This showcase of never-before-seen historical assets is also an information-rich resource about Martin Luther King, Jr. and a source of visitor information about The King Center.
The interface is a synthesized, simplified series of primary tasks: About offers information on the
history of Dr. King and about the center; The Archive hosts historical content; Learn promotes more educational features supplied by The King Center; and finally Dr. King Today is the news and events blog produced by the center’s staff. The archive is the heart of the site and the landing page is a direct link to it through a snapshot of artifacts presented in a randomized tile display. Detail pages house written content inside a curtained tray that gives visitors the option of clearing the screen to focus on the artifacts. Sorting and search functions and detail views provide easy access and varied viewing options.
• On a very compressed timeline, the site was in development for four-and-a-half months with an unmovable launch date of the federal Martin Luther King, Jr. holiday. Design and development coincided with archival imaging and population,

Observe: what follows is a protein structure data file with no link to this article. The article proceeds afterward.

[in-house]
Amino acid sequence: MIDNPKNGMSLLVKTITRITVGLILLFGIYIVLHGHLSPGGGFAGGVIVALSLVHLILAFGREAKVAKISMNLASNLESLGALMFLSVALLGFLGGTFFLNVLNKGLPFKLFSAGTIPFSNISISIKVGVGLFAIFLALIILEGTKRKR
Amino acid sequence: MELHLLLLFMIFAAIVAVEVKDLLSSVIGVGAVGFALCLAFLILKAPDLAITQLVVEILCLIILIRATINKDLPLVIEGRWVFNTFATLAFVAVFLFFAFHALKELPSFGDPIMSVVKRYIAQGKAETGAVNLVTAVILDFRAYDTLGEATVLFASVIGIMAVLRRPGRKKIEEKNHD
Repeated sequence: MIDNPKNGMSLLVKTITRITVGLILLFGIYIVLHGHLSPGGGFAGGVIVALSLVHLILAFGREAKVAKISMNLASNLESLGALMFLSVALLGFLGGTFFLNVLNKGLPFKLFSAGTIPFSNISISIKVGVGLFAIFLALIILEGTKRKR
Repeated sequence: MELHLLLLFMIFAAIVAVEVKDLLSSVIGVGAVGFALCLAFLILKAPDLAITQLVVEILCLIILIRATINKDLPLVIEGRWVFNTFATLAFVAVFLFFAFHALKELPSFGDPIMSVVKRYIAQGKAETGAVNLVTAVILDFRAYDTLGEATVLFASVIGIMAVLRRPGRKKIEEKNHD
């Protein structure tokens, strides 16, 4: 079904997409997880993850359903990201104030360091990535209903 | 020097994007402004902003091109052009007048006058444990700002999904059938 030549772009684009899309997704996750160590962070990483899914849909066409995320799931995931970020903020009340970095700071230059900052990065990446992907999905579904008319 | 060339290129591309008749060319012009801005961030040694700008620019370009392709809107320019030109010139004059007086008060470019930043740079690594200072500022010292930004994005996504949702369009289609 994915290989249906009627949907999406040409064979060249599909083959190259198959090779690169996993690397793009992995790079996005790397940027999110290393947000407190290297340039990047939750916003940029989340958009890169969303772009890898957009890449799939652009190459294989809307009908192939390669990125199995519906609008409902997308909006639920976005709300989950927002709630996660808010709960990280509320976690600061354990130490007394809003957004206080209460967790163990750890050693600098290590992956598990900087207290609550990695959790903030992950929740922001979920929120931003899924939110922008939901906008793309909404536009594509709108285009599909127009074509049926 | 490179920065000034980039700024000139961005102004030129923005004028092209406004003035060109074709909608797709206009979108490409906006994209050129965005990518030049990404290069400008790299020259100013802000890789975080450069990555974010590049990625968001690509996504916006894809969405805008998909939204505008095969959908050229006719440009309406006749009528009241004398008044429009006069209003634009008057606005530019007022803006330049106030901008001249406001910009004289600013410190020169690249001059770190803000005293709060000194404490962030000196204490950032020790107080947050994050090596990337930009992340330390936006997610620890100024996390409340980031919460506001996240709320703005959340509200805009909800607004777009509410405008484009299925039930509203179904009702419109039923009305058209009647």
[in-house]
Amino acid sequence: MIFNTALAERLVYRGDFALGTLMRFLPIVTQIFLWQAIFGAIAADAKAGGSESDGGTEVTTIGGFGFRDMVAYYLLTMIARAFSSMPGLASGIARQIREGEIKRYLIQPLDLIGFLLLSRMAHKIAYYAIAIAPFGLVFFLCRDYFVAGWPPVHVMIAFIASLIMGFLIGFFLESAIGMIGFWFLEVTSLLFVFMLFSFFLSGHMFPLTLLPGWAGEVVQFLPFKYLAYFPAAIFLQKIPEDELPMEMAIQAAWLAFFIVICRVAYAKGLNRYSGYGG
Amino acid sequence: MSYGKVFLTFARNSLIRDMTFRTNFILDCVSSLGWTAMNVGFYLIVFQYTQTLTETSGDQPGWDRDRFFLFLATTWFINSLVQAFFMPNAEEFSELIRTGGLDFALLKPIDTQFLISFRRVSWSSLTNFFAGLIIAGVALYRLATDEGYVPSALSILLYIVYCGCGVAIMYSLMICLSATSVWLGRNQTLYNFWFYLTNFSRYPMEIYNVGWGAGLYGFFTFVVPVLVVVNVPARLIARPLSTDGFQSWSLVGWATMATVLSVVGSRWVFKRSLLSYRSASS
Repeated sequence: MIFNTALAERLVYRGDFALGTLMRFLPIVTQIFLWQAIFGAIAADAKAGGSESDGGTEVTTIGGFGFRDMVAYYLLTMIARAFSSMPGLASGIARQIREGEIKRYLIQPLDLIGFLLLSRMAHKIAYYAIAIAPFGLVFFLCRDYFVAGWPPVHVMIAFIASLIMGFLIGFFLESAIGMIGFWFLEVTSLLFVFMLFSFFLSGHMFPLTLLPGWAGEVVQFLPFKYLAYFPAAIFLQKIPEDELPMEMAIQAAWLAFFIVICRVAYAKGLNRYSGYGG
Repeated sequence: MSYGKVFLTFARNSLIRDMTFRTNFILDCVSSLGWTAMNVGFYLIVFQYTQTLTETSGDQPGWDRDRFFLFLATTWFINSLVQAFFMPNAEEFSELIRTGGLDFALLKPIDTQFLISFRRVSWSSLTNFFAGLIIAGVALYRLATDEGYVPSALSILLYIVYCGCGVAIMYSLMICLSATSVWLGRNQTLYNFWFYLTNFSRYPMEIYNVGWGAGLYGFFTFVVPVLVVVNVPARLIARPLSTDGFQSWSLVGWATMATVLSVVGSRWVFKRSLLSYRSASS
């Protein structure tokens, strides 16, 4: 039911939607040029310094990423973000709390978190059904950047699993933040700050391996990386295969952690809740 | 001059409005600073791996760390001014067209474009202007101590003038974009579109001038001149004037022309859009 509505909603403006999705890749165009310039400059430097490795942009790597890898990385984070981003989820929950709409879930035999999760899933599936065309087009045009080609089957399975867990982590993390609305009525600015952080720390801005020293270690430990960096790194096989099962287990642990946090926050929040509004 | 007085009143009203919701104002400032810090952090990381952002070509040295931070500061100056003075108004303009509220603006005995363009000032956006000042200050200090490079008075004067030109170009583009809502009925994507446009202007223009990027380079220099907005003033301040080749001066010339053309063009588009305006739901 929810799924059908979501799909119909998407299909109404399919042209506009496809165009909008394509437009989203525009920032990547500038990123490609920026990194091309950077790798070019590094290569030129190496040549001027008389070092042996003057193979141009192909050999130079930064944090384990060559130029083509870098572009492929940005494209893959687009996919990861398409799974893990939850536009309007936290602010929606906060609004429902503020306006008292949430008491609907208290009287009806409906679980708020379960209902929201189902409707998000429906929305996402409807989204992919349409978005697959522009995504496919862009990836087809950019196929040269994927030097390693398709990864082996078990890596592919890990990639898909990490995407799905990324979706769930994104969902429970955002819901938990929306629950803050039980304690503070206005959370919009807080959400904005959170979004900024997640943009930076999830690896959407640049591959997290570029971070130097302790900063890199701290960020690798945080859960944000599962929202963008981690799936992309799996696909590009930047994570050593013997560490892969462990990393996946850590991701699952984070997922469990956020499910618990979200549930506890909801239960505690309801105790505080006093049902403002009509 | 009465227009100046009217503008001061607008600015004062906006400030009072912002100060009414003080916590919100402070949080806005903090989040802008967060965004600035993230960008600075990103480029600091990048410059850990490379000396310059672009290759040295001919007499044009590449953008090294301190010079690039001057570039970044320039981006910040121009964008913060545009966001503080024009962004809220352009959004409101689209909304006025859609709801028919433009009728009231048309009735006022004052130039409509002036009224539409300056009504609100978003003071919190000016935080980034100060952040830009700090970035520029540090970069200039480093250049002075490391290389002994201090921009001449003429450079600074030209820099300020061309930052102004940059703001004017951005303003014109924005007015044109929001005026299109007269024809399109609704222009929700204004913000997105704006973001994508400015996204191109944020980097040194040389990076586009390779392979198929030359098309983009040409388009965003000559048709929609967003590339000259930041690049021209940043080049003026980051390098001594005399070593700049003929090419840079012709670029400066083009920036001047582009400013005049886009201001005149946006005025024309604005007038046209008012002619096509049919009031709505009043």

which meant the team wasn’t working with a predefined set of final
content. Additionally, the launch was highly publicized with expected
massive traffic; the
team had to simultaneously ensure that the site would hold-up to heavy
traffic and that the copyrighted images would remain unsaveable on the
• The visual design is an extension of a traveling exhibit featuring The King Center Imaging Project.
• JPMorgan Chase, through its Technology for Social Good program, digitized more than one million pieces of history relating to Dr. King.
• Drupal 7 is the primary base of the website. For the Archive content, Drupal is linked with a database feed from Alfresco. The standards-compliant Zen theme framework for Drupal, provided the ability to create customizable layouts (specific to page types) that can be easily extended as new content types and functionality are added.
• Legacy browsers were supported through conditional stylesheets, ensuring that as many people as possible would be able to view the material on the site. Custom print stylesheets with copyright messaging superimposed as a watermark safeguard the intellectual property of the collection.
• Assets can be shared through email, Facebook, Twitter and Google. In development is a Dream Sharing feature in the spirit of Dr. King’s “I Have A Dream” speech; in conjunction with a companion traveling exhibit visitors will be able to share their dreams on sticky notes attached to the walls of the exhibit. The notes will be scanned and added online.
// From our friends at Communication Arts